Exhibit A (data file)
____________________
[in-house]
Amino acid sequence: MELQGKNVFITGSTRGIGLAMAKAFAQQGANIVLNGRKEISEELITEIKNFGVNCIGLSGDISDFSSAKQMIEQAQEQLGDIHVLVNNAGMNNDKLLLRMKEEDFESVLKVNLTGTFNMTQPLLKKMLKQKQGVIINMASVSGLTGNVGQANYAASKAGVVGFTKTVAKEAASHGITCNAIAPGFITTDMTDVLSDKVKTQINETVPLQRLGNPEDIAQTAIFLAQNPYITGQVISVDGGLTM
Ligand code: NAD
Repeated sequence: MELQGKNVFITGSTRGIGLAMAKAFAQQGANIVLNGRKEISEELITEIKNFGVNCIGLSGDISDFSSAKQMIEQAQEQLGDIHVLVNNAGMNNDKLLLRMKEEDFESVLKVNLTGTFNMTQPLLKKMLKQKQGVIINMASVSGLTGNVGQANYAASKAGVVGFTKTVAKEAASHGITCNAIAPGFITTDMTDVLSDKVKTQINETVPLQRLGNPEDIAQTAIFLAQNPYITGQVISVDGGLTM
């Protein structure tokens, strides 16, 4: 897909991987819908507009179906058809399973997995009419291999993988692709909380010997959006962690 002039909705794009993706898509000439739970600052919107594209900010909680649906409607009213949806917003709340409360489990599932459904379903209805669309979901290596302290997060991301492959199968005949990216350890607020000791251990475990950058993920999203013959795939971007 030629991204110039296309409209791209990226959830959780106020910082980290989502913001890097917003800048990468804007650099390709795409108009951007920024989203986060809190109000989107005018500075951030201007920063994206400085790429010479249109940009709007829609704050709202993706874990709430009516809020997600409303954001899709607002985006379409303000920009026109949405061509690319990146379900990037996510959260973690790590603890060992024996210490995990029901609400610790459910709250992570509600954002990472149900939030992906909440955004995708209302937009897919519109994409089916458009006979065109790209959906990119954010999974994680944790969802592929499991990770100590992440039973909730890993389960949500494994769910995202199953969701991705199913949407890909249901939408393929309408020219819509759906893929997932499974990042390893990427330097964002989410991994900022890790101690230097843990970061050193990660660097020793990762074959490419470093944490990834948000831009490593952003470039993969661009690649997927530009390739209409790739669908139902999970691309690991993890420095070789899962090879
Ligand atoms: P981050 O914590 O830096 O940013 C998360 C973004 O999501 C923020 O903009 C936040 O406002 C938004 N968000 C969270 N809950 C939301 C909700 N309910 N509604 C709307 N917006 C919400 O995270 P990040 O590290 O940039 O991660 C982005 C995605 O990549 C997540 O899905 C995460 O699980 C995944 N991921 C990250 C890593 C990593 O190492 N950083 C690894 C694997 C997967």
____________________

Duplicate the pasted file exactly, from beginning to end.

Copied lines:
[in-house]
Amino acid sequence: MELQGKNVFITGSTRGIGLAMAKAFAQQGANIVLNGRKEISEELITEIKNFGVNCIGLSGDISDFSSAKQMIEQAQEQLGDIHVLVNNAGMNNDKLLLRMKEEDFESVLKVNLTGTFNMTQPLLKKMLKQKQGVIINMASVSGLTGNVGQANYAASKAGVVGFTKTVAKEAASHGITCNAIAPGFITTDMTDVLSDKVKTQINETVPLQRLGNPEDIAQTAIFLAQNPYITGQVISVDGGLTM
Ligand code: NAD
Repeated sequence: MELQGKNVFITGSTRGIGLAMAKAFAQQGANIVLNGRKEISEELITEIKNFGVNCIGLSGDISDFSSAKQMIEQAQEQLGDIHVLVNNAGMNNDKLLLRMKEEDFESVLKVNLTGTFNMTQPLLKKMLKQKQGVIINMASVSGLTGNVGQANYAASKAGVVGFTKTVAKEAASHGITCNAIAPGFITTDMTDVLSDKVKTQINETVPLQRLGNPEDIAQTAIFLAQNPYITGQVISVDGGLTM
């Protein structure tokens, strides 16, 4: 897909991987819908507009179906058809399973997995009419291999993988692709909380010997959006962690 002039909705794009993706898509000439739970600052919107594209900010909680649906409607009213949806917003709340409360489990599932459904379903209805669309979901290596302290997060991301492959199968005949990216350890607020000791251990475990950058993920999203013959795939971007 030629991204110039296309409209791209990226959830959780106020910082980290989502913001890097917003800048990468804007650099390709795409108009951007920024989203986060809190109000989107005018500075951030201007920063994206400085790429010479249109940009709007829609704050709202993706874990709430009516809020997600409303954001899709607002985006379409303000920009026109949405061509690319990146379900990037996510959260973690790590603890060992024996210490995990029901609400610790459910709250992570509600954002990472149900939030992906909440955004995708209302937009897919519109994409089916458009006979065109790209959906990119954010999974994680944790969802592929499991990770100590992440039973909730890993389960949500494994769910995202199953969701991705199913949407890909249901939408393929309408020219819509759906893929997932499974990042390893990427330097964002989410991994900022890790101690230097843990970061050193990660660097020793990762074959490419470093944490990834948000831009490593952003470039993969661009690649997927530009390739209409790739669908139902999970691309690991993890420095070789899962090879
Ligand atoms: P981050 O914590 O830096 O940013 C998360 C973004 O999501 C923020 O903009 C936040 O406002 C938004 N968000 C969270 N809950 C939301 C909700 N309910 N509604 C709307 N917006 C919400 O995270 P990040 O590290 O940039 O991660 C982005 C995605 O990549 C997540 O899905 C995460 O699980 C995944 N991921 C990250 C890593 C990593 O190492 N950083 C690894 C694997 C997967």